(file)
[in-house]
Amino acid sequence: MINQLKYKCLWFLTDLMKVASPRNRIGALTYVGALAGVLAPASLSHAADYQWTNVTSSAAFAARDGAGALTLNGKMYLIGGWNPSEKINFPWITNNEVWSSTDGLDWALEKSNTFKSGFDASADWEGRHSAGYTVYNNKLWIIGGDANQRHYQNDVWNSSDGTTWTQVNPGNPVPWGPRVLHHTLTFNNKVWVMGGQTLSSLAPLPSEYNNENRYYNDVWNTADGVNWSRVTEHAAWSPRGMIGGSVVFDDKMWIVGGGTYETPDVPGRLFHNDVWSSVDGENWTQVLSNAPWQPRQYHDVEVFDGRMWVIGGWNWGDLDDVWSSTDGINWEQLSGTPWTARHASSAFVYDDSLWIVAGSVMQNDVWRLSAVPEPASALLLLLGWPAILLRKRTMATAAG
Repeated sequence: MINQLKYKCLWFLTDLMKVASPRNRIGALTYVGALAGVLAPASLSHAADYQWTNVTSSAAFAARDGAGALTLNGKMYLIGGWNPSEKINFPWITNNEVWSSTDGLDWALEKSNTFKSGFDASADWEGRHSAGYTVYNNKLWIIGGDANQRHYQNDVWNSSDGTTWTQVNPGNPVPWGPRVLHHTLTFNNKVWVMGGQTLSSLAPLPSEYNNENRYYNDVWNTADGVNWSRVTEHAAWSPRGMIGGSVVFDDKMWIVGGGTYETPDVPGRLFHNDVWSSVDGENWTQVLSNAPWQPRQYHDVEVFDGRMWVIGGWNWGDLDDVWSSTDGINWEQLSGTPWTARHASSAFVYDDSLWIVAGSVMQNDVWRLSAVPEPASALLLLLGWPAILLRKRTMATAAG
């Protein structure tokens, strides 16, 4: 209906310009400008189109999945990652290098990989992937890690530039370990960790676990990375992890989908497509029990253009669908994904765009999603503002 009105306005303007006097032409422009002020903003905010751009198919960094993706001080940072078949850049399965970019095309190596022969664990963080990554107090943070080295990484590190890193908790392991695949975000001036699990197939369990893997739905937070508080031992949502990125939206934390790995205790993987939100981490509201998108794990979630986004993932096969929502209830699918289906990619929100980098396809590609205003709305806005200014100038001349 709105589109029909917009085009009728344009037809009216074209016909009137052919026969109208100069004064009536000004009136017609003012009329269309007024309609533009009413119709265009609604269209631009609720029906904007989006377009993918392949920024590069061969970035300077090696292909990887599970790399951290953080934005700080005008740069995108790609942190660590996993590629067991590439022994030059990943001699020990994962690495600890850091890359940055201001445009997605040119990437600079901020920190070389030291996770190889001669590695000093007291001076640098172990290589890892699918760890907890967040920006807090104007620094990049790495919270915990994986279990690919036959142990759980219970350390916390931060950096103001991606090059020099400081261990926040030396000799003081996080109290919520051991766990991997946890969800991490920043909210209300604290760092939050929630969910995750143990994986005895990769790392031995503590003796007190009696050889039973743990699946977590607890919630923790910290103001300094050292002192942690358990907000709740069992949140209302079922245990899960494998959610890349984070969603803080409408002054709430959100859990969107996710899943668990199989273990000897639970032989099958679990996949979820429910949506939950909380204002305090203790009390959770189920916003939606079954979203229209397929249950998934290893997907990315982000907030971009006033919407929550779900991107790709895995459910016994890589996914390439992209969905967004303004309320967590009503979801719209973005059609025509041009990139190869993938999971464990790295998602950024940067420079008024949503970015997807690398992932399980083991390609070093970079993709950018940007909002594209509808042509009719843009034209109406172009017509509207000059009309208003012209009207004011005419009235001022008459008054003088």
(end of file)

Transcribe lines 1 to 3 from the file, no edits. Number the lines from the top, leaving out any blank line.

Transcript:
[in-house]
Amino acid sequence: MINQLKYKCLWFLTDLMKVASPRNRIGALTYVGALAGVLAPASLSHAADYQWTNVTSSAAFAARDGAGALTLNGKMYLIGGWNPSEKINFPWITNNEVWSSTDGLDWALEKSNTFKSGFDASADWEGRHSAGYTVYNNKLWIIGGDANQRHYQNDVWNSSDGTTWTQVNPGNPVPWGPRVLHHTLTFNNKVWVMGGQTLSSLAPLPSEYNNENRYYNDVWNTADGVNWSRVTEHAAWSPRGMIGGSVVFDDKMWIVGGGTYETPDVPGRLFHNDVWSSVDGENWTQVLSNAPWQPRQYHDVEVFDGRMWVIGGWNWGDLDDVWSSTDGINWEQLSGTPWTARHASSAFVYDDSLWIVAGSVMQNDVWRLSAVPEPASALLLLLGWPAILLRKRTMATAAG
Repeated sequence: MINQLKYKCLWFLTDLMKVASPRNRIGALTYVGALAGVLAPASLSHAADYQWTNVTSSAAFAARDGAGALTLNGKMYLIGGWNPSEKINFPWITNNEVWSSTDGLDWALEKSNTFKSGFDASADWEGRHSAGYTVYNNKLWIIGGDANQRHYQNDVWNSSDGTTWTQVNPGNPVPWGPRVLHHTLTFNNKVWVMGGQTLSSLAPLPSEYNNENRYYNDVWNTADGVNWSRVTEHAAWSPRGMIGGSVVFDDKMWIVGGGTYETPDVPGRLFHNDVWSSVDGENWTQVLSNAPWQPRQYHDVEVFDGRMWVIGGWNWGDLDDVWSSTDGINWEQLSGTPWTARHASSAFVYDDSLWIVAGSVMQNDVWRLSAVPEPASALLLLLGWPAILLRKRTMATAAG